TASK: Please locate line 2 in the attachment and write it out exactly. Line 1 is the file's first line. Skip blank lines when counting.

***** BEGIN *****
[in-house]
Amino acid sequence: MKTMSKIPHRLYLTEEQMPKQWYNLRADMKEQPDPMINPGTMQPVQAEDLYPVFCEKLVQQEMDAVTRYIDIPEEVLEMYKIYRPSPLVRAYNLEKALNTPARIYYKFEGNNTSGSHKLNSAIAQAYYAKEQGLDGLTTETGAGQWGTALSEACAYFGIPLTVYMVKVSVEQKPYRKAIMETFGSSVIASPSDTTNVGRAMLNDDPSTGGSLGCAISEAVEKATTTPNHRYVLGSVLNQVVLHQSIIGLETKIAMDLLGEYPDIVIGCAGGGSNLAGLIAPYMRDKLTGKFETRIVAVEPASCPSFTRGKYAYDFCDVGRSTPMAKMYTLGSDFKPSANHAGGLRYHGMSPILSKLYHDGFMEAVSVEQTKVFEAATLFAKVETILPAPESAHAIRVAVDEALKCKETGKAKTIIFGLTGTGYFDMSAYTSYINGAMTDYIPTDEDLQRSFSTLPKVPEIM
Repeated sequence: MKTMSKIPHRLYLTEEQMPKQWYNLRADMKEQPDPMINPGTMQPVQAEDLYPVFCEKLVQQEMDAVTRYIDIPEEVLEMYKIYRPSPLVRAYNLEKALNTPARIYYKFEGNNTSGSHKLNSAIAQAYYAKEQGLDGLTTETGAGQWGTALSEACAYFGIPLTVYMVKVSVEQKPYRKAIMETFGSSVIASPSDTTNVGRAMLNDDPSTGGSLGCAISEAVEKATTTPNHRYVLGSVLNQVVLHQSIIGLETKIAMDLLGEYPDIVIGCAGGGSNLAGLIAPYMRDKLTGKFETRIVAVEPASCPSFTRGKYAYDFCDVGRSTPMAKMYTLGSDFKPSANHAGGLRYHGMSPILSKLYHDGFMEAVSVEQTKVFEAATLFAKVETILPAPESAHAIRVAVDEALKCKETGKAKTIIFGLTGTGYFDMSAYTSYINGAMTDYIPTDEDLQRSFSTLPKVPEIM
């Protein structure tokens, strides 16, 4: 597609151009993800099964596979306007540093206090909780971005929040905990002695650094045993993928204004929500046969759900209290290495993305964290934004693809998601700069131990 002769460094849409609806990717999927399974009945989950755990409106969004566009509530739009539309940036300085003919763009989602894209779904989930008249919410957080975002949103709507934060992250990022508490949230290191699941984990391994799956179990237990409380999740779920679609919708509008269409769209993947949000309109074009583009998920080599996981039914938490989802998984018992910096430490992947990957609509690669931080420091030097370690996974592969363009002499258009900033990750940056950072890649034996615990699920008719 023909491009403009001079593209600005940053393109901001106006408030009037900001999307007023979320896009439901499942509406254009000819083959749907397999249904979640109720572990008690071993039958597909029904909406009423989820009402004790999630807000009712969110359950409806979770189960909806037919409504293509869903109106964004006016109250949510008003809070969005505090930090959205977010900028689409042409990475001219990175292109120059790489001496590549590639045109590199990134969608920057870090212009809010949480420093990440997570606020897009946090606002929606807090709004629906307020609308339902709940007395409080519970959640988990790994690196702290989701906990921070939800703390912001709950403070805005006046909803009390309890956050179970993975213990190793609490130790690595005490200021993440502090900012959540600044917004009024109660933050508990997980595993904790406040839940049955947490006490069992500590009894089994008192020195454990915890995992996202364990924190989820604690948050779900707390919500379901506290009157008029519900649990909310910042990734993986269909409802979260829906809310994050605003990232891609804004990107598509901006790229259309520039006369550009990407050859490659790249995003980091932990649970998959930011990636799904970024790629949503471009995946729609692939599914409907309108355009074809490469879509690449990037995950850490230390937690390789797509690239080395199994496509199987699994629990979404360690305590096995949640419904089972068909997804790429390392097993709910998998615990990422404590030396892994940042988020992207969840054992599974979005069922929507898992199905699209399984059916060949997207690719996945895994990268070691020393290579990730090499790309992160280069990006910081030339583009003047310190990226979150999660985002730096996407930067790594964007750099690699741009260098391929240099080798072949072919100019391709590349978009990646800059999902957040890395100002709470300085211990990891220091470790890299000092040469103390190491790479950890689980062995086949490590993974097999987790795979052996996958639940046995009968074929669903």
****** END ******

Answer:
Amino acid sequence: MKTMSKIPHRLYLTEEQMPKQWYNLRADMKEQPDPMINPGTMQPVQAEDLYPVFCEKLVQQEMDAVTRYIDIPEEVLEMYKIYRPSPLVRAYNLEKALNTPARIYYKFEGNNTSGSHKLNSAIAQAYYAKEQGLDGLTTETGAGQWGTALSEACAYFGIPLTVYMVKVSVEQKPYRKAIMETFGSSVIASPSDTTNVGRAMLNDDPSTGGSLGCAISEAVEKATTTPNHRYVLGSVLNQVVLHQSIIGLETKIAMDLLGEYPDIVIGCAGGGSNLAGLIAPYMRDKLTGKFETRIVAVEPASCPSFTRGKYAYDFCDVGRSTPMAKMYTLGSDFKPSANHAGGLRYHGMSPILSKLYHDGFMEAVSVEQTKVFEAATLFAKVETILPAPESAHAIRVAVDEALKCKETGKAKTIIFGLTGTGYFDMSAYTSYINGAMTDYIPTDEDLQRSFSTLPKVPEIM